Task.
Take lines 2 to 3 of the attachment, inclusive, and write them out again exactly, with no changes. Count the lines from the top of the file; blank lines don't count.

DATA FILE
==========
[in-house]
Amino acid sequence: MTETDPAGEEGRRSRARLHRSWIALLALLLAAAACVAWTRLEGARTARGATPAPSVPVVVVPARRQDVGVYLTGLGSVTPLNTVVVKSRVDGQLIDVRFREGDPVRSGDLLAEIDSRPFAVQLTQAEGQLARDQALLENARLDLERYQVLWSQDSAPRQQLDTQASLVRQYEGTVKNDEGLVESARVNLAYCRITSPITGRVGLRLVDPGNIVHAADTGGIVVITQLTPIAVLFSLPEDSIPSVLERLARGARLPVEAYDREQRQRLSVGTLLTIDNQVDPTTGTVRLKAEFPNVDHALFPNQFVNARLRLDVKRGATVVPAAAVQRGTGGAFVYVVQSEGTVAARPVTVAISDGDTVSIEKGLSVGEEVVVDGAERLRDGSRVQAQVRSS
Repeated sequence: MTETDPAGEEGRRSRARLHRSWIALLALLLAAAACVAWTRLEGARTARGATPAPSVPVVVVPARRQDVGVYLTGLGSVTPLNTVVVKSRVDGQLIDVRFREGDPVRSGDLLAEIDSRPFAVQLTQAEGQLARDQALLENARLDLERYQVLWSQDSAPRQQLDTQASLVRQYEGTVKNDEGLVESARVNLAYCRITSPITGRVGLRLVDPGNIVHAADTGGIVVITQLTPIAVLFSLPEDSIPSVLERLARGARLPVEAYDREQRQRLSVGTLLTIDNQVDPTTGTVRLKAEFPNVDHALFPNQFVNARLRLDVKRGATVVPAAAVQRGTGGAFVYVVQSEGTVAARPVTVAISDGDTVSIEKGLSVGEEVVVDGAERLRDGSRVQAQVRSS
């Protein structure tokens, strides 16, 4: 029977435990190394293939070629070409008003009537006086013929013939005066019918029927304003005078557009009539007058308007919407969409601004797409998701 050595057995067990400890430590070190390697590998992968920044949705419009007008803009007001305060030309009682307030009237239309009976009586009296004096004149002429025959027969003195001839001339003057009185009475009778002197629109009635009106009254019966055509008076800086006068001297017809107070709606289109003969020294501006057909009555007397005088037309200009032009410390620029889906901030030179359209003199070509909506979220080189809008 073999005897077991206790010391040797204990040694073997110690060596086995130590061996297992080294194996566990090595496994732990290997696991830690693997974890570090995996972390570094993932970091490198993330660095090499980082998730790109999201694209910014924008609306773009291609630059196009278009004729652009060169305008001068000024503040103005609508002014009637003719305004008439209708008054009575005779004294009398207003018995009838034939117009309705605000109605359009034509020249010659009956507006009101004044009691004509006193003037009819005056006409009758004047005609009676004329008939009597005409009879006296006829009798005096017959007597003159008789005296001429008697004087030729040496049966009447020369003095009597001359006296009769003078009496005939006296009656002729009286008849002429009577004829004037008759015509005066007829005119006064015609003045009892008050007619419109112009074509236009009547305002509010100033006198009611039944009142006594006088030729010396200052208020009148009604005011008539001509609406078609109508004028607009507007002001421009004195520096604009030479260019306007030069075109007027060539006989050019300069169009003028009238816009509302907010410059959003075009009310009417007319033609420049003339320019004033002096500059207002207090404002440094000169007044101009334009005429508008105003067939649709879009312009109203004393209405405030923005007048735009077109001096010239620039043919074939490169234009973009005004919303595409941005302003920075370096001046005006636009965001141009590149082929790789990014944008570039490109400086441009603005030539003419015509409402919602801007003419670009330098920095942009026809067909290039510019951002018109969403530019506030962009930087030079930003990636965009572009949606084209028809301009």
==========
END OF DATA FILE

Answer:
Amino acid sequence: MTETDPAGEEGRRSRARLHRSWIALLALLLAAAACVAWTRLEGARTARGATPAPSVPVVVVPARRQDVGVYLTGLGSVTPLNTVVVKSRVDGQLIDVRFREGDPVRSGDLLAEIDSRPFAVQLTQAEGQLARDQALLENARLDLERYQVLWSQDSAPRQQLDTQASLVRQYEGTVKNDEGLVESARVNLAYCRITSPITGRVGLRLVDPGNIVHAADTGGIVVITQLTPIAVLFSLPEDSIPSVLERLARGARLPVEAYDREQRQRLSVGTLLTIDNQVDPTTGTVRLKAEFPNVDHALFPNQFVNARLRLDVKRGATVVPAAAVQRGTGGAFVYVVQSEGTVAARPVTVAISDGDTVSIEKGLSVGEEVVVDGAERLRDGSRVQAQVRSS
Repeated sequence: MTETDPAGEEGRRSRARLHRSWIALLALLLAAAACVAWTRLEGARTARGATPAPSVPVVVVPARRQDVGVYLTGLGSVTPLNTVVVKSRVDGQLIDVRFREGDPVRSGDLLAEIDSRPFAVQLTQAEGQLARDQALLENARLDLERYQVLWSQDSAPRQQLDTQASLVRQYEGTVKNDEGLVESARVNLAYCRITSPITGRVGLRLVDPGNIVHAADTGGIVVITQLTPIAVLFSLPEDSIPSVLERLARGARLPVEAYDREQRQRLSVGTLLTIDNQVDPTTGTVRLKAEFPNVDHALFPNQFVNARLRLDVKRGATVVPAAAVQRGTGGAFVYVVQSEGTVAARPVTVAISDGDTVSIEKGLSVGEEVVVDGAERLRDGSRVQAQVRSS